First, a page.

Demystify Lync Enterprise Voice Phone Numbers and Extension
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With this, we know what the goals are we need to fulfill, in a short sentence, we need to get all numbers translated to an E.164 format. Simply said, E.164 represent an international number format, including the “+” sign at beginning.
- tel:+4980619089123;ext=123 : the extension is part of the phone number.
- tel:+60383830160;ext=123 : the extension is not part of the phone number.
- tel:123;phone-context=HeadQuater. Never put a “+” in front!! (internal “extension” only)
- We have to call an Auto Attendant/ Receptionist because a Called Party has no DID. He mostly has an EXTENSION, the AA or Receptionist is able to forward this call
The Exchange Auto Attendant has some specialties when you are configuring an Enterprise Voice Setup without DID’s. Since the AA has need for any internal extension, we need to identify an EXT attribute.
- Classic DID based deployment
- DID based deployment in conjunction with extensions
- Deployment with internal extensions only
Set-CsPinSendCAWelcomeMail -UserUri firstname.lastname@example.org -From email@example.com
How it’s called and seen on the PSTN Gateways:
callp: mux_isdn:0 (1) ISDN(1756): APP : 11 calling_name ="P�Thomas"-->"Pött Thomas"
Caller ID (caller identification, CID) = calling line identification (CLID)
- UC Phone
- Lync Client
- A prefix can be specified that signals an external number is being dialed
- This prefix will not need to be in the normalization rules
- Internal Extension check box in the normalization rule works with the External Access Prefix to make the below client logic work
- In Lync, user typically dials all desired digits then presses “call”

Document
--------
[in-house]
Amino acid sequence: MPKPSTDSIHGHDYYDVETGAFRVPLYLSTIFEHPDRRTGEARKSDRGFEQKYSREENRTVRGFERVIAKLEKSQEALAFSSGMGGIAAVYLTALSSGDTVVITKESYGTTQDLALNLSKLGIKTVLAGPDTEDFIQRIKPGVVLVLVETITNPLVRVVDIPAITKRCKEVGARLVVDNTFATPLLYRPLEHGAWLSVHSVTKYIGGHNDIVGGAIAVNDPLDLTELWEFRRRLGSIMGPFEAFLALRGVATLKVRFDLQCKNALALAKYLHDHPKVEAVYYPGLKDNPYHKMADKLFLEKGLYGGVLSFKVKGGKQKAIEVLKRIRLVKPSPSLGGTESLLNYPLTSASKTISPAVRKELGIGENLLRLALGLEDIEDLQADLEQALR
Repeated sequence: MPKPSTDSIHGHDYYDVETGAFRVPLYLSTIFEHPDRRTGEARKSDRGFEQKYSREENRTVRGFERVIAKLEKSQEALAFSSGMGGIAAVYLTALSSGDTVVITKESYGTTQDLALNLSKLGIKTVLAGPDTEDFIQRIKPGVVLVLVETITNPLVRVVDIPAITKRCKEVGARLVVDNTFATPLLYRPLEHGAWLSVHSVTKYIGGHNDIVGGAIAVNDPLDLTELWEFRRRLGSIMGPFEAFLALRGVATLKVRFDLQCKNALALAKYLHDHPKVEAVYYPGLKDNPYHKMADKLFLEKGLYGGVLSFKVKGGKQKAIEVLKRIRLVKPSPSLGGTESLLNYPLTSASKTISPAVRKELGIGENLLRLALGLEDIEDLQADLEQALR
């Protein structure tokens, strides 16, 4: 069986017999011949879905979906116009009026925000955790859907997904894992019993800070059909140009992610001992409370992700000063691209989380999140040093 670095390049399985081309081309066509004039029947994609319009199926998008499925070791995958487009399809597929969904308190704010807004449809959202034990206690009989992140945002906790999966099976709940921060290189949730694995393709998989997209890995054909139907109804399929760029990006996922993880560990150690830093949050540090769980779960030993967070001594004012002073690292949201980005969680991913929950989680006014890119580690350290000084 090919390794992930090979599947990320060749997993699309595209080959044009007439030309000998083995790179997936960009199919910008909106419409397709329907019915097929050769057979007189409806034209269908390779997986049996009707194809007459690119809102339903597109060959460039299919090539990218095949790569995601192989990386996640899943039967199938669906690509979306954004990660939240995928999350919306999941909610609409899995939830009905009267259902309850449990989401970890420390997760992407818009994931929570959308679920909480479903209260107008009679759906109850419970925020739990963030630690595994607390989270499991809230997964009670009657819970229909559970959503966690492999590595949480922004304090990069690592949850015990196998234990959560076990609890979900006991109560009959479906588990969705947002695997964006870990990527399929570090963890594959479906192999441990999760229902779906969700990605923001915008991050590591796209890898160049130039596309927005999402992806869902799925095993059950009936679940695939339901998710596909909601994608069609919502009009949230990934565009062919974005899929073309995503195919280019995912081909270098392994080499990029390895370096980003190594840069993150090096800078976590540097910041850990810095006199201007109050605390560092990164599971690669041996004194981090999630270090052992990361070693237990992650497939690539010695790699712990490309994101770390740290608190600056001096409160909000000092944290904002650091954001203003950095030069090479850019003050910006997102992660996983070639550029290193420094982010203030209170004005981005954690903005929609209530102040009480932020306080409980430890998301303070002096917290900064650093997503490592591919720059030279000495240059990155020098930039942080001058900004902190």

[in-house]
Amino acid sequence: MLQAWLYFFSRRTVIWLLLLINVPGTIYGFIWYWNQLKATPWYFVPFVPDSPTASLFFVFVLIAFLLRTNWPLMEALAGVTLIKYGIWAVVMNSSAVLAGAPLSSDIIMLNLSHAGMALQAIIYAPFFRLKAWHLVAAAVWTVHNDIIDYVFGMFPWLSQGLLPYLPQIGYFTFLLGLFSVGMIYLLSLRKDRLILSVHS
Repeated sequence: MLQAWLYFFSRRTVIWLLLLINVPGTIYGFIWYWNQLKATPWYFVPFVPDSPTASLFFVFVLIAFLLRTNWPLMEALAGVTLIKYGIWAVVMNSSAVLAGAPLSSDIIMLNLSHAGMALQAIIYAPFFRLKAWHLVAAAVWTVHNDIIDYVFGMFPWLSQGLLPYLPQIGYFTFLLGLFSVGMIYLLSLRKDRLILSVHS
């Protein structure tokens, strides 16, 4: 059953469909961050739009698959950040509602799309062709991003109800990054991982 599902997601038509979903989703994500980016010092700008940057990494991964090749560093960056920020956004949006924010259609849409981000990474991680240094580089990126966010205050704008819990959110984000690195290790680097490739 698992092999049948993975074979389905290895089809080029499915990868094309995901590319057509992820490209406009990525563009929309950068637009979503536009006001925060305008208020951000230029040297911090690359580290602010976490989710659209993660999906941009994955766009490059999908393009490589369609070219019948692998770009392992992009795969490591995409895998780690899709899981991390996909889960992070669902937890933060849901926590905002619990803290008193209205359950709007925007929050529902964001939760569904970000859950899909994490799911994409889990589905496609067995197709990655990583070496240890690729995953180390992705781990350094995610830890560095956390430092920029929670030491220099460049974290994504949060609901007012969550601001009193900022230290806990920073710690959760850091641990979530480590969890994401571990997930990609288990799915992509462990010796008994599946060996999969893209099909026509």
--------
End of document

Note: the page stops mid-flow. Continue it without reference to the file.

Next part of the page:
- Normalization rules are then processed in order to find a match.
- When dialing from a device “off-hook,” an inter-digit dialing delay is used to determine when to place the call
- 1.5 second inter-digit dialing delay
- If a matching rule is found, the number will be dialed
- 10 second final time-out
- If no matching rule is found, the dialstring is sent to the FE
- Excluding patterns from the device is not supported
- User associated Call Placing to Gateways
- Generic Call Routing (Session Management)
- Ports: TCP 5060 (TLS 5061) and UDP 60.000-64.000
- Valid Certificate if TLS is used
- G.711 a-law (used primarily outside North America)
- G.711 µ-law (used in North America)
*) Early Dialogs: RFC 3261: A dialog contains certain pieces of state needed for further message transmissions within the dialog. This state consists of the dialog ID, a local sequence number (used to order requests from the UA to its peer), a remote sequence number (used to order requests from its peer to the UA), a local URI, a remote URI, remote target, a boolean flag called "secure", and a route set, which is an ordered list of URIs. The route set is the list of servers that need to be traversed to send a request to the peer. A dialog can also be in the "early" state, which occurs when it is created with a provisional response, and then transition to the "confirmed" state when a 2xx final response arrives. For other responses, or if no response arrives at all on that dialog, the early dialog terminates.
Author: Thomas Pött Managing Consultant Microsoft UC